The Impact Of On Operator Liability is a social networking website, run by, LLC, designed to match potential landlords with potential tenants. For a user to create a member profile on, she was required to identify her sex, her sexual preference, and whether or not she had children by selecting answers from a pre-populated list. The user was also required to describe the people with whom she would be willing to live, based on those attributes. The site then allowed users to browse listings based on their preferences.

The plaintiffs alleged that violated the Fair Housing Act which prohibits discrimination based on sex and familial status. The court rejected's argument that it was merely an operator and, thus, immune from liability. The court found that was not immune because it "developed, at least in part," the allegedly illegal content. The court reasoned that developed the content in two ways, by creating the questions that potential users had to answer before joining and by actively "channel[ing] subscribers away from listings where the individual offering housing [] expressed preferences that [were not] compatible with the subscriber's answers." It distinguished between an operator who serves as a passive conduit for its users' content where neutral tools can be used for proper or improper purposes, and one that actively solicits the allegedly illegal content and allows its users to behave illegally by using that content. Therefore, the court held that crossed the line from passively hosting content to providing content to the public.

In sum, the Ninth Circuit held that could not avail itself of the immunity provided to operators in Section 230 because it played a part in developing the allegedly illegal content when it solicited answers to discriminatory questions and allowed its members to search based on those answers.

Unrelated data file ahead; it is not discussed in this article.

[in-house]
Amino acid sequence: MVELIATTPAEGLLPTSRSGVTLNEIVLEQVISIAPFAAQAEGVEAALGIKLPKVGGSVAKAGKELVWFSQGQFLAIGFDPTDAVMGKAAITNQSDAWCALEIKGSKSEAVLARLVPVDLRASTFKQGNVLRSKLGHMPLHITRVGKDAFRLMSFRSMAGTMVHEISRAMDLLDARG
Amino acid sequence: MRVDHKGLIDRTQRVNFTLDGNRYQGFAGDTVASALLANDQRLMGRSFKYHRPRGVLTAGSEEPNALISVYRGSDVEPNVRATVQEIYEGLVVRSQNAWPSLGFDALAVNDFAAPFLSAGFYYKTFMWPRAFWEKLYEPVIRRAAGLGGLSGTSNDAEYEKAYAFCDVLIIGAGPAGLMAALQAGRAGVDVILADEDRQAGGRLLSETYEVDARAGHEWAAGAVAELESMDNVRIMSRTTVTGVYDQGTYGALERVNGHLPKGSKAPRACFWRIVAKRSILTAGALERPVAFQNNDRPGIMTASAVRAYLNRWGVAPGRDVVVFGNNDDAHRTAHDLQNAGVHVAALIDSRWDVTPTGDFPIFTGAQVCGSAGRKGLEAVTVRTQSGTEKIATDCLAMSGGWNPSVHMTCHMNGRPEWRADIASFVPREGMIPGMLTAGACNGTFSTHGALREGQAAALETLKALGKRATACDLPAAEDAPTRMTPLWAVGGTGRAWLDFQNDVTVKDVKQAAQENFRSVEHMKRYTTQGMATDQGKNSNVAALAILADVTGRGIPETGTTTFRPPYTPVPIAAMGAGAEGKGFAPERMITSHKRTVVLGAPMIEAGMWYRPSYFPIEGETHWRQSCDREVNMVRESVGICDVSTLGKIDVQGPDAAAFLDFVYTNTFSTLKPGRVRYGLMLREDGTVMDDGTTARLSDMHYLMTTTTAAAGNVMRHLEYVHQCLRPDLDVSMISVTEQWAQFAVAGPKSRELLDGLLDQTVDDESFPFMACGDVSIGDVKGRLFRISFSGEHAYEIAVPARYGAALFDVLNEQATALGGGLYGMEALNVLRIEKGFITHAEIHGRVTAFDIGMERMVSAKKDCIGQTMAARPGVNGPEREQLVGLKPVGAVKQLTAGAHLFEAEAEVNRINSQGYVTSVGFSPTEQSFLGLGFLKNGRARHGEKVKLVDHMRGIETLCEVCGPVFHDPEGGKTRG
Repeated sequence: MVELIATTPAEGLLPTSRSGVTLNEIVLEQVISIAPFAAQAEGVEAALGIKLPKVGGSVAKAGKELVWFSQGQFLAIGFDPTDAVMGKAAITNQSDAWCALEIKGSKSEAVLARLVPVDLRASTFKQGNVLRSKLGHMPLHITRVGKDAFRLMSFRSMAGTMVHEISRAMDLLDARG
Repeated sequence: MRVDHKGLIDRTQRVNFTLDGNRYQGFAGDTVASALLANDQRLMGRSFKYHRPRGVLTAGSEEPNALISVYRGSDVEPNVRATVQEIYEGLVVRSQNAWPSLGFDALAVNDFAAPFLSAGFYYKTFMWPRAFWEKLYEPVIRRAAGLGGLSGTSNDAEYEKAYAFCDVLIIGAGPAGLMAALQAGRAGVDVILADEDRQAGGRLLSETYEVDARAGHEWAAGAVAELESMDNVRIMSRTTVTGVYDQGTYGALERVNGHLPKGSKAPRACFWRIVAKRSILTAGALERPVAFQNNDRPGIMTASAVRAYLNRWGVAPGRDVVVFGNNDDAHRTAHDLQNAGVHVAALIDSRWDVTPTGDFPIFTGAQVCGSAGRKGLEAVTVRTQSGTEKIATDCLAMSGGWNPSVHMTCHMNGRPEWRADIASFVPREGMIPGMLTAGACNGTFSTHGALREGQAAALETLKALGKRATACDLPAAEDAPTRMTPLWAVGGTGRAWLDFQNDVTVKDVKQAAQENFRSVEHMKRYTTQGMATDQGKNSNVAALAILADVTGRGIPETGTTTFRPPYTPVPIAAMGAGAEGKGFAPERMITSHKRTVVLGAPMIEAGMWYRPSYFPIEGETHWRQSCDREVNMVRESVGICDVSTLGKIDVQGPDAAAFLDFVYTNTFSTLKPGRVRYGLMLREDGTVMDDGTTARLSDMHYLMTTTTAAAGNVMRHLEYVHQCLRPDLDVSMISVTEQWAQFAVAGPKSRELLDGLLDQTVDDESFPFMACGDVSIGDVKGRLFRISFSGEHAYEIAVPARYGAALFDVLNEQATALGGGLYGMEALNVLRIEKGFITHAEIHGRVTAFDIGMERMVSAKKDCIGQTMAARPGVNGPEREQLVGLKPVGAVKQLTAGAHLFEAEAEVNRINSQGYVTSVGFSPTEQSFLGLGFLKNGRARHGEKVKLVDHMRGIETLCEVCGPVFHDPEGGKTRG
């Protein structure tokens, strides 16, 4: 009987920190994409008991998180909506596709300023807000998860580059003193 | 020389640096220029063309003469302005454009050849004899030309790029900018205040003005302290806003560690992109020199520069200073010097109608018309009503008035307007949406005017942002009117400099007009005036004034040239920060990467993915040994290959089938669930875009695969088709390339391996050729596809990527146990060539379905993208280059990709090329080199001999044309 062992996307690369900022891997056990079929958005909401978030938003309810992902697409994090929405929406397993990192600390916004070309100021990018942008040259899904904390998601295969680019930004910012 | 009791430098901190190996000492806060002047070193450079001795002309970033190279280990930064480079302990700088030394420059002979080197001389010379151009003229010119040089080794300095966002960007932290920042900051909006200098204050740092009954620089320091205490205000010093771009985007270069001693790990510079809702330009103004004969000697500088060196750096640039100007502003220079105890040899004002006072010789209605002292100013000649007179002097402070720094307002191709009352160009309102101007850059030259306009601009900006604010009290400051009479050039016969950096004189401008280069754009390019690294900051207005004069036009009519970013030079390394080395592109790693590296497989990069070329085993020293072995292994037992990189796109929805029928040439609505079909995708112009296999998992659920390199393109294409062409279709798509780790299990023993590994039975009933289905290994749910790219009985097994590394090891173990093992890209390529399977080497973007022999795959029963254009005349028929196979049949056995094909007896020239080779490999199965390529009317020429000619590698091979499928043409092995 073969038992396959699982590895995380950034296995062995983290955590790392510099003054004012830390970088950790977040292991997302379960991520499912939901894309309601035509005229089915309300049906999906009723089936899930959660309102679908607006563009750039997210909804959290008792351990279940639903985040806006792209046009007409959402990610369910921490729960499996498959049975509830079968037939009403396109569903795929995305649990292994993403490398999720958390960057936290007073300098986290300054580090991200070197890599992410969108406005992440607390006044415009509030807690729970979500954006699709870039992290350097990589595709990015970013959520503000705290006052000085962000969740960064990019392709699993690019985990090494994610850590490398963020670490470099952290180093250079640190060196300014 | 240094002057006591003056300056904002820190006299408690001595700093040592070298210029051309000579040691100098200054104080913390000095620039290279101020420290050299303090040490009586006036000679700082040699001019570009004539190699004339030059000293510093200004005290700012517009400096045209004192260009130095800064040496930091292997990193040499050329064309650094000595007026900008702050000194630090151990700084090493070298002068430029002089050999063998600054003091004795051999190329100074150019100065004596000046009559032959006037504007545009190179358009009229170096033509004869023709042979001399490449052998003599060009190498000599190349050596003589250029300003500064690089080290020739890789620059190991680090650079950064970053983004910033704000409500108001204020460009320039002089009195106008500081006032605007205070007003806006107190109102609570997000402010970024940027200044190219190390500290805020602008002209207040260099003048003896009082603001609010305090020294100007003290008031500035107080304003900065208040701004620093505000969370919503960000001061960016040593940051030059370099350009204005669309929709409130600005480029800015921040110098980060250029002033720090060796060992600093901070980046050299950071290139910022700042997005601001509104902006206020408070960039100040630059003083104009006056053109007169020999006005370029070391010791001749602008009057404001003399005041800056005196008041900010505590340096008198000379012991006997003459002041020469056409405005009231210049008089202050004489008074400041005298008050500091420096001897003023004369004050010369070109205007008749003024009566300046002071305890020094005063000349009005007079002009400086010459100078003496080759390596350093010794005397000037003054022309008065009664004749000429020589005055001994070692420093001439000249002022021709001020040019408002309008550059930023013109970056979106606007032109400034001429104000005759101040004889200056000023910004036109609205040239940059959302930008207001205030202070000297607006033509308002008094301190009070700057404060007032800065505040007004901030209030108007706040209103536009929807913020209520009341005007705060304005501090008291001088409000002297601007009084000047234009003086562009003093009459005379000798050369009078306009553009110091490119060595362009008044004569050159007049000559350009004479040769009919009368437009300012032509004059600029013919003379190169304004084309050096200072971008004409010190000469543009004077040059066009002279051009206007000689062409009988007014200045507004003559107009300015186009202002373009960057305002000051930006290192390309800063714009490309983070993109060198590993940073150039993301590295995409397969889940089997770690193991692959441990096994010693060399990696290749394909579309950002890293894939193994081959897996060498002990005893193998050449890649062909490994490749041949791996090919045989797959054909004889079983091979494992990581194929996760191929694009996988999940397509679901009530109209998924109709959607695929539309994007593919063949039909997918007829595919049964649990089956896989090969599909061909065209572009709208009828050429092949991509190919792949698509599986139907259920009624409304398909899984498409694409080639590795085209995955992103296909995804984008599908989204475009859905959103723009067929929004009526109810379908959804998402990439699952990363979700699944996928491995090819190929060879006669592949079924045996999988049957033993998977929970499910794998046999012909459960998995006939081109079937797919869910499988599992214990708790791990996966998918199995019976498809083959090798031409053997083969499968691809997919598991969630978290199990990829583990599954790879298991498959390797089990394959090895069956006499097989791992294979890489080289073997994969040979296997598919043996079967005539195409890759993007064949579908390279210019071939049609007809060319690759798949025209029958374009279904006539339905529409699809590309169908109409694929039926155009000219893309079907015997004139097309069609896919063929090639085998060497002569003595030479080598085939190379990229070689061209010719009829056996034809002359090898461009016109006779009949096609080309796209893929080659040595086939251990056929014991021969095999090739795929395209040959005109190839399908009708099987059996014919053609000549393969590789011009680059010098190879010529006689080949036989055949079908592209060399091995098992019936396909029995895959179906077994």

Other Circuits have confronted similar issues of operator liability and found that operators who allow users to post content on their websites are immune from liability arising from that content because they are merely providing a service and not creating the content. In Chicago Lawyers' Comm. for Civil Rights Under Law, Inc. v. craigslist, Inc. , 519 F.3d 666 (7th Cir. 2008), decided three weeks before , a public interest group challenged craigslist, another social networking website that hosts real estate listings, under the Fair Housing Act, making the same allegations made in . In Universal Commc'n Sys., Inc. v. Lycos, Inc. , 478 F.3d 413 (1st Cir. 2007), the plaintiffs sued the operator of a financial message board for defamation when a user posted a disparaging message regarding the plaintiff's financial condition. Both the First and Seventh Circuits held that Section 230 gave the operator immunity for content posted on its website by third parties. (Notably, in dicta, the First Circuit doubted that immunity would end even if an operator takes affirmative steps to induce or foster the creation of allegedly illegal content.).

The Ninth Circuit distinguished from these two cases, as well as others that grant operator immunity based on Section 230. The court observed that neither Lycos nor craigslist played a role in the creation or development of the content other than merely providing a forum for the allegedly illegal content. In contrast, the Ninth Circuit reasoned, developed, albeit in limited part, the site's content by requiring users to answer questions and using those answers as search criteria.

Advice & Recommendations may have sounded the death knell for the wide-ranging content-based immunity previously enjoyed by website operators hosting third party content. A strict reading of suggests that a social networking website operator may be liable for content posted by its users if it plays any part in "developing" that content. For example, MySpace attempts to restrict adults from accessing the profiles of underage users by channeling its users based on their age. Relying on , a plaintiff who is assaulted after a meeting with a pedophile who lied about his age might successfully argue that the act of channeling users contributes to the development of content when claiming that MySpace was negligent in its efforts to protect minors. A district court in Texas dismissed a similar claim, but might have held differently if had already been decided. Likewise, websites such as, where students are invited to evaluate their college instructors, might be liable to defamatory comments that get by the operator's screening efforts.

As a result of, the bright line separating content hosts from content developers has become more blurry. Operators of social networking websites must now be especially careful to weigh their potential liability as content providers against the commercial need for the websites to collect and process information in a manner to make the websites attractive and useful to users. The best advice? Use great caution. Given the massive membership of these websites, the wrong information model could potentially open the floodgates to newly empowered plaintiffs.